Editor’s note: CRM solutions became more accessible and affordable, but the number of successful and profitable businesses is far from awaited. Obviously, companies need well-thought strategies for marketing and sales performance with the focal point on the customers. Today we present you the interview with Nick Baggott, a managing director at Navigate Consulting Ltd. and a seasoned CRM strategist and consultant.
In this interview, Nick shares his ideas about CRM, development of customer-focused strategies and data management. Also, he provides a unique view on a customer segmentation processes, as well as social media.
1. What attracts you in consulting and training?
I love what I do! I really enjoy the satisfaction of seeing people learn and develop skills. I also love the feedback that you get when a client tells you that they have executed your plan and it has worked. The digital and CRM worlds are evolving and merging and it is a great challenge to keep up to speed with new developments and ideas. I am intellectually curious. I guess that means I ask lots of questions and like to learn new things and then help clients to use them to help them achieve their business objectives.
2. What are the essential touch points in a strategy planning and applying?
I agree. The technology has become more affordable and simple to use. However, that is dangerous. The secret of successful CRM is not about technology, it is about having a clearly defined customer-driven strategy. Technology is only the enabler. Set objectives for customer engagement as well as revenue, and measure both. Make sure you have a true insight into why customers are behaving as they are, before you develop your strategy. So, as you save money on using more affordable technology, invest in research and data analysis.
3. In your opinion, what types of reports will enhance the analysis?
Data is so accessible now. Digital channels provide you with so much information that it can be overwhelming. I always try to get clients focused on capturing behavioural rather than demographic data. Behavioural data is more accurate, robust and predictive. Can you track what behaviours a customer typically does before they buy or churn. For example, if you are a mobile telco, if a customer rings a competitor just before their contract runs out, it tells you that they are looking to switch. Segment and communicate using behavioural data and you won’t go far wrong.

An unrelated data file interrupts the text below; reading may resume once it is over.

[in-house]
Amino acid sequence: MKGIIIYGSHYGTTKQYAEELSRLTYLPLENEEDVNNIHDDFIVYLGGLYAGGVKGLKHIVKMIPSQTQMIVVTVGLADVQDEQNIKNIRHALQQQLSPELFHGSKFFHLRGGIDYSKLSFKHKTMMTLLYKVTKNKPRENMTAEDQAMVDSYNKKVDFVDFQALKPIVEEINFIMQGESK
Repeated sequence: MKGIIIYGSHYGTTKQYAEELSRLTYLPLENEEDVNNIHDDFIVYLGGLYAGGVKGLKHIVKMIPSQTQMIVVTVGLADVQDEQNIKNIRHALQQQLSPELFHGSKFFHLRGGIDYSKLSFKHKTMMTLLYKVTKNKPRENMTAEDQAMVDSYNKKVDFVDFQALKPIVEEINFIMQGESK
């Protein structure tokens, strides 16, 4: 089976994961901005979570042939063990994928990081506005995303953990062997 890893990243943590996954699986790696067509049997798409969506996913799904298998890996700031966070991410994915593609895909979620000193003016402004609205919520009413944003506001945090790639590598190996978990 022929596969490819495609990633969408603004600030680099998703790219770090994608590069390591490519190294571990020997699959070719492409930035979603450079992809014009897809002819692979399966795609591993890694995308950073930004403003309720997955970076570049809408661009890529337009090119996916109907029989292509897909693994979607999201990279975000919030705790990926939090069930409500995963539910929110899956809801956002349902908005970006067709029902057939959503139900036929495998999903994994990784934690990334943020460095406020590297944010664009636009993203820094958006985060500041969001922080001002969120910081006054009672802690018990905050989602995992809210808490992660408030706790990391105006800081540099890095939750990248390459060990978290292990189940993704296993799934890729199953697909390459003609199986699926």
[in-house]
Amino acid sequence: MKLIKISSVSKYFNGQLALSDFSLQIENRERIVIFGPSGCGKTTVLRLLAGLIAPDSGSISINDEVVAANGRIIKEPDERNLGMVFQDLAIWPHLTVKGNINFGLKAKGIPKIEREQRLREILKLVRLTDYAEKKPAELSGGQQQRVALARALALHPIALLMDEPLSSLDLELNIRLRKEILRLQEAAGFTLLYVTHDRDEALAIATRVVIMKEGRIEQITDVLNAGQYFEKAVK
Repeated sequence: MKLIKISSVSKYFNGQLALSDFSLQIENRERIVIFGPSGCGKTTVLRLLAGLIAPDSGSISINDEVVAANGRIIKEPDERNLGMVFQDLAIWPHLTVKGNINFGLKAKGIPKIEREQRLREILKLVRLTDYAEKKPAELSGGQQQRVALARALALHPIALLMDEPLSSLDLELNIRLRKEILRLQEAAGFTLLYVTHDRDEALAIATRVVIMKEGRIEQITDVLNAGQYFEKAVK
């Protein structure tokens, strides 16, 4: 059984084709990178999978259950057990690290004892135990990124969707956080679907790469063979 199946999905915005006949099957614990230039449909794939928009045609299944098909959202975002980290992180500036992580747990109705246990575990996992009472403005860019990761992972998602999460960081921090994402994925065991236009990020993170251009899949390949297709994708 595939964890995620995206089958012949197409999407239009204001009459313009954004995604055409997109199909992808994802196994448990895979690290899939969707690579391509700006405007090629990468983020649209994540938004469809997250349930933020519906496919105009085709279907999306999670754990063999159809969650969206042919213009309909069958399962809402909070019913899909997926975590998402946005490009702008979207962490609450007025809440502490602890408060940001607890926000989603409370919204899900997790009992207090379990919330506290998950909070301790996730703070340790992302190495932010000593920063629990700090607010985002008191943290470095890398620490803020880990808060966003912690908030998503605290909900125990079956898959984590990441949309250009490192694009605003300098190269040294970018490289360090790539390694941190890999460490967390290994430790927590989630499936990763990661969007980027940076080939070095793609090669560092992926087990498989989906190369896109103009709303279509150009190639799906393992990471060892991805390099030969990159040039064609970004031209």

4. What is the difference between parameters for B2B and B2C strategies?
B2B marketing often focuses more on thought leadership, whereas consumer marketing is more about brand and customer experience. I typically advise B2B customers to focus on developing engaging and educational thought leadership content, using channels like blogging and YouTube. When a customer is ready to start their long buying cycle in B2B, they will research first online before they contact you. Make sure that when they start hunting for information, then your content is what they find on Google or in their industry forums.
5. Nick, what are the key stages of planning this strategy? Are there any particular resources or obligatory integrations?
Social media is here to stay. Google say that marketers should look at the world through a digital lens as that is what consumers do. Eric Qualman said, “Social and mobile are not emerging, they are merging”. Think mobile and social in everything that you do, whether you are B2B or B2C. To plan a social strategy, focus on the 4 stages of customer engagement. I call these acquire, participate, engage and share. This means – get their attention, get them to respond, develop an ongoing dialogue and then make it easy for them to become advocates and share your content with your peers.
6. Does the process of lead generation require only online engagement?
Customer acquisition is about having content that people want to share and will find when they are searching. The days of mass “push” style outbound marketing are numbered. Rather than focusing on sending your message out to everyone and hoping that a few people respond, focus on inbound “pull” marketing. That means when they are ready to buy, they will find you. Digital channels are great value as you only pay when the customer clicks through to your site. Google search, social media ads and display advertising are effective as they can be targeted based on customer behaviours.
7. Can companies, which spare on the employee training, wait for the immediate ROI of their CRM initiative?
CRM tools are now simpler to use as well as lower cost. In the past, businesses had to adapt their business model to match the software. Now the software adapts to the way that you work. A good CRM consultant will help you through the process. However, getting results is not about using the software effectively it is about having a clear customer focused business strategy. Businesses need to invest in training their staff in understanding customers, generating insights and using digital inbound channels more effectively as well as user training to help them to adopt the software package. People will invest time to learn how to use the software if they can see that the business is getting results. For example, a sales manager will be more inclined to input their data and use the software if they are getting higher quality leads that convert. It is all about the CRM and digital communications strategy. We’d like to thank Nick for his time and expert insights on the CRM solutions and business strategy development. His detailed responses contain a lot of practical tips and examples that will help our readers in defining and planning their objectives.
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